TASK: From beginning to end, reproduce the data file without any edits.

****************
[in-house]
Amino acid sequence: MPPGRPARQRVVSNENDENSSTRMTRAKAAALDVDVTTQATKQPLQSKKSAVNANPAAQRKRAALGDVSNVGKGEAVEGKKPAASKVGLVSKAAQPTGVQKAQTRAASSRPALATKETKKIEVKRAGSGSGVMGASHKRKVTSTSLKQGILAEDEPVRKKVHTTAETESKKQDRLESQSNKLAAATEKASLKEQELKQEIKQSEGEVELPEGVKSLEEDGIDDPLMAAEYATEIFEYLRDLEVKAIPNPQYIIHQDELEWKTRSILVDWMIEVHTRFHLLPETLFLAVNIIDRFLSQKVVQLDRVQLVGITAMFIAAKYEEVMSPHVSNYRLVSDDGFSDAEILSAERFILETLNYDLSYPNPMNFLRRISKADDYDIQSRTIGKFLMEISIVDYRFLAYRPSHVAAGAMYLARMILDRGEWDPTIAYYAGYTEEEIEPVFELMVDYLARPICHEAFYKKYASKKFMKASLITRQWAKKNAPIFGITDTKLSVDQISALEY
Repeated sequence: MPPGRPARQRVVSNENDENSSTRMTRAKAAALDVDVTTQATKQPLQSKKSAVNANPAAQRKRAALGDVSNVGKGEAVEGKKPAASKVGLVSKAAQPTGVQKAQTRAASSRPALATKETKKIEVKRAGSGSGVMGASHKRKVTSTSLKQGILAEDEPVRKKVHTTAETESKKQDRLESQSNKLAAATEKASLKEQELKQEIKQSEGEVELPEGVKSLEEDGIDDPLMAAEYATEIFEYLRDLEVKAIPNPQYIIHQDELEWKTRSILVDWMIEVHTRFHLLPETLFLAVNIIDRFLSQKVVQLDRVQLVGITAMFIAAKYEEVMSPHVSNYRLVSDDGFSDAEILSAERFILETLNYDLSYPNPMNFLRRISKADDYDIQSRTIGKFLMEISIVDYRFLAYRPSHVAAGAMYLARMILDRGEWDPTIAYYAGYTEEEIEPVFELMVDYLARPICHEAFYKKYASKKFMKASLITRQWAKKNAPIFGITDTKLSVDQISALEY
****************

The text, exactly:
[in-house]
Amino acid sequence: MPPGRPARQRVVSNENDENSSTRMTRAKAAALDVDVTTQATKQPLQSKKSAVNANPAAQRKRAALGDVSNVGKGEAVEGKKPAASKVGLVSKAAQPTGVQKAQTRAASSRPALATKETKKIEVKRAGSGSGVMGASHKRKVTSTSLKQGILAEDEPVRKKVHTTAETESKKQDRLESQSNKLAAATEKASLKEQELKQEIKQSEGEVELPEGVKSLEEDGIDDPLMAAEYATEIFEYLRDLEVKAIPNPQYIIHQDELEWKTRSILVDWMIEVHTRFHLLPETLFLAVNIIDRFLSQKVVQLDRVQLVGITAMFIAAKYEEVMSPHVSNYRLVSDDGFSDAEILSAERFILETLNYDLSYPNPMNFLRRISKADDYDIQSRTIGKFLMEISIVDYRFLAYRPSHVAAGAMYLARMILDRGEWDPTIAYYAGYTEEEIEPVFELMVDYLARPICHEAFYKKYASKKFMKASLITRQWAKKNAPIFGITDTKLSVDQISALEY
Repeated sequence: MPPGRPARQRVVSNENDENSSTRMTRAKAAALDVDVTTQATKQPLQSKKSAVNANPAAQRKRAALGDVSNVGKGEAVEGKKPAASKVGLVSKAAQPTGVQKAQTRAASSRPALATKETKKIEVKRAGSGSGVMGASHKRKVTSTSLKQGILAEDEPVRKKVHTTAETESKKQDRLESQSNKLAAATEKASLKEQELKQEIKQSEGEVELPEGVKSLEEDGIDDPLMAAEYATEIFEYLRDLEVKAIPNPQYIIHQDELEWKTRSILVDWMIEVHTRFHLLPETLFLAVNIIDRFLSQKVVQLDRVQLVGITAMFIAAKYEEVMSPHVSNYRLVSDDGFSDAEILSAERFILETLNYDLSYPNPMNFLRRISKADDYDIQSRTIGKFLMEISIVDYRFLAYRPSHVAAGAMYLARMILDRGEWDPTIAYYAGYTEEEIEPVFELMVDYLARPICHEAFYKKYASKKFMKASLITRQWAKKNAPIFGITDTKLSVDQISALEY